U.S. Army Apache helicopters providing close air support to Iraqi forces are making a real impact in the Mosul offensive, the Pentagon said Monday.
"I can confirm that Apaches have been used with significant effect," said Defense Department press secretary Peter Cook. "We anticipate that this nimble and precise capability will continue to enable Iraqi progress in what we expect will be tough fighting to come."
Cook said the Apaches have targeted car bombs and other obstacles and impediments ISIS has tried to use against the advancing Iraqi forces.
He did not specify how close the helicopters are getting to the fighting in Mosul or whether the Apaches were flying over the city, where they could be at greater risk from forces on the ground, some equipped with shoulder-fired surface-to-air missiles.
A defense official said the Apaches were being used since they could be employed more quickly, and get closer to targets on the ground, than other air assets. The Apaches are equipped with M230 Chain Guns, and can fire Hellfire missiles and rockets.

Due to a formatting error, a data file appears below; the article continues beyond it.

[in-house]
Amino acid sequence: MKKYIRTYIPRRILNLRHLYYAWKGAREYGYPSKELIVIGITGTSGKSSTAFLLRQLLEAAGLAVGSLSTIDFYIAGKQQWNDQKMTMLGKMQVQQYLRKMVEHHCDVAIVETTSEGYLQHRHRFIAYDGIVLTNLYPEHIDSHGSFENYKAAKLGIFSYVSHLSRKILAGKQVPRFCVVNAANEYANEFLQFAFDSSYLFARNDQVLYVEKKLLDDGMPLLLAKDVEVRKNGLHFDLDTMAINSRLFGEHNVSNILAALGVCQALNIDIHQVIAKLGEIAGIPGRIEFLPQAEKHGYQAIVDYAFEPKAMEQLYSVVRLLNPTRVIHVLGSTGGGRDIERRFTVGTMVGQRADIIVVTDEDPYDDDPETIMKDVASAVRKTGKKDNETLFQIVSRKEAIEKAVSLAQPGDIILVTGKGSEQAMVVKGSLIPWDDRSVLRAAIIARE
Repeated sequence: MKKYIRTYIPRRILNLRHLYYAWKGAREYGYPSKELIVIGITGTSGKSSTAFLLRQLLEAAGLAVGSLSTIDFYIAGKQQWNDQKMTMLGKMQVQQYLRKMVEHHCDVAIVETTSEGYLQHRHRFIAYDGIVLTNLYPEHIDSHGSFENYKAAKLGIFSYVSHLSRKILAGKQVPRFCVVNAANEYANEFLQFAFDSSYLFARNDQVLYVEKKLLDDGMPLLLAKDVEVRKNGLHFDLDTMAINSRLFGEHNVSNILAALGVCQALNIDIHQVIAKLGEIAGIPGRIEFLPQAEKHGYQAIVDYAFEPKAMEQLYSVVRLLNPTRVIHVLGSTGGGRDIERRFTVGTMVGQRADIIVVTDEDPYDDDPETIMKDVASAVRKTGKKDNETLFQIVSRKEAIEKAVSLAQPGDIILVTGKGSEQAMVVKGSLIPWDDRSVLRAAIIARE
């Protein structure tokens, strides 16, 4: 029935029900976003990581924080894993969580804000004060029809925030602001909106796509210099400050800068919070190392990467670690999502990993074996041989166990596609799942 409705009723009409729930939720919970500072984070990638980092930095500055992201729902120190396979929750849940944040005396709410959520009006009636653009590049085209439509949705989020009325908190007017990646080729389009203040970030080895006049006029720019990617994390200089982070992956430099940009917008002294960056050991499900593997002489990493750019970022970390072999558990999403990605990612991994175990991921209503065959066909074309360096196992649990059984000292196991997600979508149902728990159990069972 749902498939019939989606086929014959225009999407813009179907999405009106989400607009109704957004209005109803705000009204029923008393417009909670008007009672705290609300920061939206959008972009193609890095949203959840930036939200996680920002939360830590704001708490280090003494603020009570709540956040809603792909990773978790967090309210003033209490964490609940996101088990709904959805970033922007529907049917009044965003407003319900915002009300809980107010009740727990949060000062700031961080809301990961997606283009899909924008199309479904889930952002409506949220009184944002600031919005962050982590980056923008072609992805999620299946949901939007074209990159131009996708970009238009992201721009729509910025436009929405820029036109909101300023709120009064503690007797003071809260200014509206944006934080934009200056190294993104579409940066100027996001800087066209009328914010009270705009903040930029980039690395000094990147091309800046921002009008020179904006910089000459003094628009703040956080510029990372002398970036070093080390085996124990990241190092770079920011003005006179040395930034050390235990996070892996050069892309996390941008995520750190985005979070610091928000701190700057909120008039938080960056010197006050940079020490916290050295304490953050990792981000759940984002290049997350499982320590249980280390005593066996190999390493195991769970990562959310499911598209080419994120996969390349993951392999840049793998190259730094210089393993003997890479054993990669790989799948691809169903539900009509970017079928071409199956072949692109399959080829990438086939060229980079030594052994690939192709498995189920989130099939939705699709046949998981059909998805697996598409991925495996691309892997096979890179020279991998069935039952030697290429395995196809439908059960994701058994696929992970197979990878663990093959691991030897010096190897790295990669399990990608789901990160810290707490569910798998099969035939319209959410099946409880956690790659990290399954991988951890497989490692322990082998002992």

While the offensive began on Oct. 17, Iraqi special forces only penetrated into the city's boundaries last week, and have so far faced heavy resistance.
Cook said the Apaches could be used from a "standoff position" to "provide a kind of close air support" away from the front lines in Mosul.
"This is a capability that is quite powerful, quite lethal, and can operate from a standoff position, can provide a kind of close air support that I understand it from troops who have benefitted from having Apaches in the fight, a psychological advantage in terms of just physical support in their advance," he said.
Apaches were first used earlier this year, in June, to target ISIS forces south of Mosul. They have also been used at the beginning of the Mosul offensive in October, but Iraqi forces were still far from the front lines at that point.
As far as U.S. ground forces who are embedded with Iraqi forces, Cook said there are no troops inside Mosul yet.
"We do not have forces inside city limits at this particular moment in time," he said.
-- Updated Nov. 8 at 10:55 a.m.